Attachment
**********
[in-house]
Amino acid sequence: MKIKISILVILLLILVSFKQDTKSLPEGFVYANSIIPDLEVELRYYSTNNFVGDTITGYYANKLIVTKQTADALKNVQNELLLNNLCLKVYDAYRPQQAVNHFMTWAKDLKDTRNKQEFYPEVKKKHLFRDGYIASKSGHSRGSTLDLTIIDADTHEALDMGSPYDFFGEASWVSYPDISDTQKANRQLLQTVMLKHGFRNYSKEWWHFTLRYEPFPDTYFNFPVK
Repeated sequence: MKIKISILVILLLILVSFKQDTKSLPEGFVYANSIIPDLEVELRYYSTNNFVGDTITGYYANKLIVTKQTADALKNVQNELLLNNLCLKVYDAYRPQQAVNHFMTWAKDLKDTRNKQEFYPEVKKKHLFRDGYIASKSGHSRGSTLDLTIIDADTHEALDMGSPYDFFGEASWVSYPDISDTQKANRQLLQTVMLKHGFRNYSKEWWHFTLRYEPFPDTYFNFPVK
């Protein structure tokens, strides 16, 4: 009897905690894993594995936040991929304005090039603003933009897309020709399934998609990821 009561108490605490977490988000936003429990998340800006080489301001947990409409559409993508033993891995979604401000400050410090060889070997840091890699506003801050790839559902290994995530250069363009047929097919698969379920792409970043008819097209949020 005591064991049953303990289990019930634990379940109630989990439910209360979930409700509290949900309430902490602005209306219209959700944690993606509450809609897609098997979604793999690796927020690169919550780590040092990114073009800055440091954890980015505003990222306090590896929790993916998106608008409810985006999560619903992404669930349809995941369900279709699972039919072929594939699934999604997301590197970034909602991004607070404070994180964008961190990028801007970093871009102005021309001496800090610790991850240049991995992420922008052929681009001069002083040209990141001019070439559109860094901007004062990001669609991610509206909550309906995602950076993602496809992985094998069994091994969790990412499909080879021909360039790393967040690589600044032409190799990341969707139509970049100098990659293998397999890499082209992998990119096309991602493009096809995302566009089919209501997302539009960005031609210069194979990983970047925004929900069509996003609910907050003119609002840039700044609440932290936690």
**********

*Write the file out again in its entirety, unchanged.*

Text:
[in-house]
Amino acid sequence: MKIKISILVILLLILVSFKQDTKSLPEGFVYANSIIPDLEVELRYYSTNNFVGDTITGYYANKLIVTKQTADALKNVQNELLLNNLCLKVYDAYRPQQAVNHFMTWAKDLKDTRNKQEFYPEVKKKHLFRDGYIASKSGHSRGSTLDLTIIDADTHEALDMGSPYDFFGEASWVSYPDISDTQKANRQLLQTVMLKHGFRNYSKEWWHFTLRYEPFPDTYFNFPVK
Repeated sequence: MKIKISILVILLLILVSFKQDTKSLPEGFVYANSIIPDLEVELRYYSTNNFVGDTITGYYANKLIVTKQTADALKNVQNELLLNNLCLKVYDAYRPQQAVNHFMTWAKDLKDTRNKQEFYPEVKKKHLFRDGYIASKSGHSRGSTLDLTIIDADTHEALDMGSPYDFFGEASWVSYPDISDTQKANRQLLQTVMLKHGFRNYSKEWWHFTLRYEPFPDTYFNFPVK
């Protein structure tokens, strides 16, 4: 009897905690894993594995936040991929304005090039603003933009897309020709399934998609990821 009561108490605490977490988000936003429990998340800006080489301001947990409409559409993508033993891995979604401000400050410090060889070997840091890699506003801050790839559902290994995530250069363009047929097919698969379920792409970043008819097209949020 005591064991049953303990289990019930634990379940109630989990439910209360979930409700509290949900309430902490602005209306219209959700944690993606509450809609897609098997979604793999690796927020690169919550780590040092990114073009800055440091954890980015505003990222306090590896929790993916998106608008409810985006999560619903992404669930349809995941369900279709699972039919072929594939699934999604997301590197970034909602991004607070404070994180964008961190990028801007970093871009102005021309001496800090610790991850240049991995992420922008052929681009001069002083040209990141001019070439559109860094901007004062990001669609991610509206909550309906995602950076993602496809992985094998069994091994969790990412499909080879021909360039790393967040690589600044032409190799990341969707139509970049100098990659293998397999890499082209992998990119096309991602493009096809995302566009089919209501997302539009960005031609210069194979990983970047925004929900069509996003609910907050003119609002840039700044609440932290936690």